As a Scrum Master, agile coach, leader, engineer or whatever role you have in your team, you will lose a big picture. The more time you spend with particular group the less issues and bottlenecks you will find. That’s how it is. Have a look at your energy level when you were just starting your work. All the things you located as ‘to be fixed’ – how many of them did you get used to? Sounds familiar? For me too! This is what I call the blunt saw.
STEP OUT AND STEP IN
Are you stuck in some area? Try to change the perspective. The only way working for me is to take a step out, look around and decide where to take the next step. You can try to do this in your workplace – find an issue that bothers your team and involves other teams. Go and spend few hours or days there. Look at the flow of work, hear and feel what is happening when hot topic from your team is being on hot spot. What arguments do you hear? Do you agree with your team now? Or maybe your perspective has changed? Dear Scrum Master, think about switching with someone – we call it ‘scrum masters swing’;) – go somewhere else, act as Scrum Master for some other team (for day, week, month, quarter – dependably of what you can afford). You will meet new people, you will exercise your toolbox and get a breathe of fresh air. You will come back changed. Your team will also be different – you can’t predict what will change. Are you afraid what will happen? Or maybe you are afraid your team may become better without you?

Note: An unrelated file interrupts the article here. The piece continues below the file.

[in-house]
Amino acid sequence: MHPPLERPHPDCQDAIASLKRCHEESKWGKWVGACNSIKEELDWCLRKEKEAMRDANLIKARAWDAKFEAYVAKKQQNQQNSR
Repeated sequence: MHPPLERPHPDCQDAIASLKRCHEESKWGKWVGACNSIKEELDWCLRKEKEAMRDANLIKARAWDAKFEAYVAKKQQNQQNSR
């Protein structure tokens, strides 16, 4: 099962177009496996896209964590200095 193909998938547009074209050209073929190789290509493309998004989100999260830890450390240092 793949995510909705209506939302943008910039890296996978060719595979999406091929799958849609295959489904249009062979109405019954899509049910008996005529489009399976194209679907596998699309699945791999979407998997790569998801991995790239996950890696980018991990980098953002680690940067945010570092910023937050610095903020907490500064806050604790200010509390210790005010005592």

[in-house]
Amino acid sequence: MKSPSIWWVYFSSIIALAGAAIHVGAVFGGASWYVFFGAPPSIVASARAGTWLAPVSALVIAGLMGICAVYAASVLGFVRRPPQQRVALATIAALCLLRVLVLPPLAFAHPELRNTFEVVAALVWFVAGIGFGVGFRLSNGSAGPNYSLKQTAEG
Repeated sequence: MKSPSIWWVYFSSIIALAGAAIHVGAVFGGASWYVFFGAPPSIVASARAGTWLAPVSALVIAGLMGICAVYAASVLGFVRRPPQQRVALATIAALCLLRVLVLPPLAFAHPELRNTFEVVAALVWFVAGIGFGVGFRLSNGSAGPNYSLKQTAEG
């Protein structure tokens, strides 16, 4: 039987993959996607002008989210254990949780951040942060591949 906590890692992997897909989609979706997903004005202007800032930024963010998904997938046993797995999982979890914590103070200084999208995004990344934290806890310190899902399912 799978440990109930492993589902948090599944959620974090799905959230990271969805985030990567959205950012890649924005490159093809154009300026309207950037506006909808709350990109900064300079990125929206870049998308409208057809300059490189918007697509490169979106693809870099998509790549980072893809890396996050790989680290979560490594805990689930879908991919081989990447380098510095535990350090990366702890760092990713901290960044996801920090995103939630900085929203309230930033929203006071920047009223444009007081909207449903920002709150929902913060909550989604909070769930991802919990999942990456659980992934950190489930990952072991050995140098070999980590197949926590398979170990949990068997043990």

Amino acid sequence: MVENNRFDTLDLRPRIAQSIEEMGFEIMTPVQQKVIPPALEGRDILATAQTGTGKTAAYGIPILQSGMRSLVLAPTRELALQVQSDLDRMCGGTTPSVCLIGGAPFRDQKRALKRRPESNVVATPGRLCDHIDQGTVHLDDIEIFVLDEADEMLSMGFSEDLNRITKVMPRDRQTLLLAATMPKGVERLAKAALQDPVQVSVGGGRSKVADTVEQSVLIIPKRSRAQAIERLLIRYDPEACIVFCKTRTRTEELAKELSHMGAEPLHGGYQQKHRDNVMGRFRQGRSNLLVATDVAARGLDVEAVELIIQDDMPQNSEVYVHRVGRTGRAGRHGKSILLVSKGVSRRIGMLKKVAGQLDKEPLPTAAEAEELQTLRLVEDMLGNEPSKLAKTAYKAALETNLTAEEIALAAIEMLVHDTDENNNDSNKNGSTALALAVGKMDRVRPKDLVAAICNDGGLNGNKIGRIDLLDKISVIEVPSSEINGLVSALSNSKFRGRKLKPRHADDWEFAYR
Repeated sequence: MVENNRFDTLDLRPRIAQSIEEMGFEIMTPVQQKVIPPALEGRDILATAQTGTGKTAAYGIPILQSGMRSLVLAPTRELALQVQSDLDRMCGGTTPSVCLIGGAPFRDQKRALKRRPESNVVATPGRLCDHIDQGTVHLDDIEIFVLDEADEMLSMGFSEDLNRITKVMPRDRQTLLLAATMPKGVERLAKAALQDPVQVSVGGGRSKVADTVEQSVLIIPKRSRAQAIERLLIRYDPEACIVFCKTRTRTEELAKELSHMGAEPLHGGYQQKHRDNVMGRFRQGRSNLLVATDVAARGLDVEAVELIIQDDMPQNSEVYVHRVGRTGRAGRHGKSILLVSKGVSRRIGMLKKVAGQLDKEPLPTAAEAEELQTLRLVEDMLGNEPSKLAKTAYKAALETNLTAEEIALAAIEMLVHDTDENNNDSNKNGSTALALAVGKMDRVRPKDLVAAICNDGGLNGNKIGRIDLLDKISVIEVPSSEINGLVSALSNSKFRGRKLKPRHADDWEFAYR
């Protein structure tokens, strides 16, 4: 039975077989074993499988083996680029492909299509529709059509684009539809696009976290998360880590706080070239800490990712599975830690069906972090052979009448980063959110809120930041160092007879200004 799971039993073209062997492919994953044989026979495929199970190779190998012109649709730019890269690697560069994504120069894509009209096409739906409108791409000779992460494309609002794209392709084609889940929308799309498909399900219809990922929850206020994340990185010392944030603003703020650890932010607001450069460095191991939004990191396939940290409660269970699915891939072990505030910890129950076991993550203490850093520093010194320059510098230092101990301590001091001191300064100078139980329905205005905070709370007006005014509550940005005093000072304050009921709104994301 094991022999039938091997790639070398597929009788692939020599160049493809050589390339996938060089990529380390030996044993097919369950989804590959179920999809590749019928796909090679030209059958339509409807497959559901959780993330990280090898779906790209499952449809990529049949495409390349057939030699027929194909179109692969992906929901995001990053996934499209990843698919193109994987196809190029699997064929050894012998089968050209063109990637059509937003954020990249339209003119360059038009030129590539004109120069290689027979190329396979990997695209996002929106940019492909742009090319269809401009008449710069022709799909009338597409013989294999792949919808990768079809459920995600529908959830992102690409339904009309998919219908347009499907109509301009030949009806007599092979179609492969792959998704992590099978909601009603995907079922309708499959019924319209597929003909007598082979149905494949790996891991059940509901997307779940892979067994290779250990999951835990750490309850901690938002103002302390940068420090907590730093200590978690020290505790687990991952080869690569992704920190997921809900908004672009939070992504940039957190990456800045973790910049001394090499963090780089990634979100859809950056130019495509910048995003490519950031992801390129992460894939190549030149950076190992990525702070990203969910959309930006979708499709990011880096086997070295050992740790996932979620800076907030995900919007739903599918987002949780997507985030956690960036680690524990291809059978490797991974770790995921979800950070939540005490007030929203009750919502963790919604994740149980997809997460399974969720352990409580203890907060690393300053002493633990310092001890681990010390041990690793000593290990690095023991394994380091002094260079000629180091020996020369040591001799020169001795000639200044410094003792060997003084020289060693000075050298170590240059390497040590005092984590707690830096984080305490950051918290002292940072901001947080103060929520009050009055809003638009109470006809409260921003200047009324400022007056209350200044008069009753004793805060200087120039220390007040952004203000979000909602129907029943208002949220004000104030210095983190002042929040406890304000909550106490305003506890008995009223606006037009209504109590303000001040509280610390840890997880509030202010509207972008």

FIND A MIRROR
Some time ago I invited a colleague to one of my regular team meetings. He sat in corner doing some stuff – almost being invisible to others. After the session he took me on side and asked a few simple, eye-opening questions .I became blind to the issues we had. It was like an eye opener – what is the situation? who am I in this context? what should I do? If you have never tried this – you should. Ask other Scrum Master to visit you and ask him to be your mirror. What did he/she see? What did he/she hear? What word did you use? What was your body saying?
THE GRASS IS ALWAYS GREENER ON THE OTHER SIDE OF FENCE
During one of Scrumvivals about Scrum Master toolbox we started to discuss how we do similar stuff in a bit different, context dependent way. Those context aspects were crucial but understanding it wasn’t trivial. This is how the idea of visiting different workplaces was born. Simple concept (not so easy in terms of company’s intellectual property:)) became viral. Couple of companies already done it and the results are positive. Scrum Masters can experience different contexts, see different products, different styles of leadership and reflect on how same issues can be tackled in different ways. If you are interested in such possibilities, drop us a message and check scrumvival page.
Everyone knows who the devil’s advocate is. Someone who pisses you off every time during arguments by having different point of view on the same situation. It’s frustrating, can make you crazy, angry or furious (or all at the same time). I’m one of those. Sometimes I do it just for the purpose but most of the times I try to show different side of the same coin. Why do I do it? Well, unfortunately it’s in my nature. The other reason is that I know the feeling of being blindly wrong about things I was a 100% sure I was right. But in many case understanding this wouldn’t be possible if I hadn’t changed the context and saw the other side of the same coin.